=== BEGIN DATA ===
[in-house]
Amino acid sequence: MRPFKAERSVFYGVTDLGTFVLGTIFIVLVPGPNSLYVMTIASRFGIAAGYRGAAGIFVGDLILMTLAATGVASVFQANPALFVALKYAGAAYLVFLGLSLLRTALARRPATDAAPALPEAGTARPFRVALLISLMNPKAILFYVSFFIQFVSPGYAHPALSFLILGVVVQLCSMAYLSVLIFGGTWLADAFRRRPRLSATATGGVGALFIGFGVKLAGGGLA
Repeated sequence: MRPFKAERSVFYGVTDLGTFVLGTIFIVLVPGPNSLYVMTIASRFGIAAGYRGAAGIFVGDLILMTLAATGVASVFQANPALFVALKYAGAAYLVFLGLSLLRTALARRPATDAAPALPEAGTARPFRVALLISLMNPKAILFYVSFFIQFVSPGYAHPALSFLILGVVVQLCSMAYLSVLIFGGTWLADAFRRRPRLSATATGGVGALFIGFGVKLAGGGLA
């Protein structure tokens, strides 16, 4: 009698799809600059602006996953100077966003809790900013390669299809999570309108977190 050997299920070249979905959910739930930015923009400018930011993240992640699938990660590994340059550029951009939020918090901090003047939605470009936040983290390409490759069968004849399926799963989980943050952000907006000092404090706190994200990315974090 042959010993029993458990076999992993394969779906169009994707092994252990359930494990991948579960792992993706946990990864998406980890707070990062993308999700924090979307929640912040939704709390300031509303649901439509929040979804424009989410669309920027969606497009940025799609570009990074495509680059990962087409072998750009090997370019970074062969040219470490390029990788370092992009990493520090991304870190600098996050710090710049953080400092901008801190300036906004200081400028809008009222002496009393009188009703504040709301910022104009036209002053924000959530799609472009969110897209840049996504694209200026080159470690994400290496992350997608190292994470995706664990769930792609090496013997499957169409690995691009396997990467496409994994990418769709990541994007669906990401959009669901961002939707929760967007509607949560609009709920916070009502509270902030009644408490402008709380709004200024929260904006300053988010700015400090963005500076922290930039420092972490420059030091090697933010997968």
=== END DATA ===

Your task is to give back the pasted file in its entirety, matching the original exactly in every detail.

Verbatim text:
[in-house]
Amino acid sequence: MRPFKAERSVFYGVTDLGTFVLGTIFIVLVPGPNSLYVMTIASRFGIAAGYRGAAGIFVGDLILMTLAATGVASVFQANPALFVALKYAGAAYLVFLGLSLLRTALARRPATDAAPALPEAGTARPFRVALLISLMNPKAILFYVSFFIQFVSPGYAHPALSFLILGVVVQLCSMAYLSVLIFGGTWLADAFRRRPRLSATATGGVGALFIGFGVKLAGGGLA
Repeated sequence: MRPFKAERSVFYGVTDLGTFVLGTIFIVLVPGPNSLYVMTIASRFGIAAGYRGAAGIFVGDLILMTLAATGVASVFQANPALFVALKYAGAAYLVFLGLSLLRTALARRPATDAAPALPEAGTARPFRVALLISLMNPKAILFYVSFFIQFVSPGYAHPALSFLILGVVVQLCSMAYLSVLIFGGTWLADAFRRRPRLSATATGGVGALFIGFGVKLAGGGLA
């Protein structure tokens, strides 16, 4: 009698799809600059602006996953100077966003809790900013390669299809999570309108977190 050997299920070249979905959910739930930015923009400018930011993240992640699938990660590994340059550029951009939020918090901090003047939605470009936040983290390409490759069968004849399926799963989980943050952000907006000092404090706190994200990315974090 042959010993029993458990076999992993394969779906169009994707092994252990359930494990991948579960792992993706946990990864998406980890707070990062993308999700924090979307929640912040939704709390300031509303649901439509929040979804424009989410669309920027969606497009940025799609570009990074495509680059990962087409072998750009090997370019970074062969040219470490390029990788370092992009990493520090991304870190600098996050710090710049953080400092901008801190300036906004200081400028809008009222002496009393009188009703504040709301910022104009036209002053924000959530799609472009969110897209840049996504694209200026080159470690994400290496992350997608190292994470995706664990769930792609090496013997499957169409690995691009396997990467496409994994990418769709990541994007669906990401959009669901961002939707929760967007509607949560609009709920916070009502509270902030009644408490402008709380709004200024929260904006300053988010700015400090963005500076922290930039420092972490420059030091090697933010997968």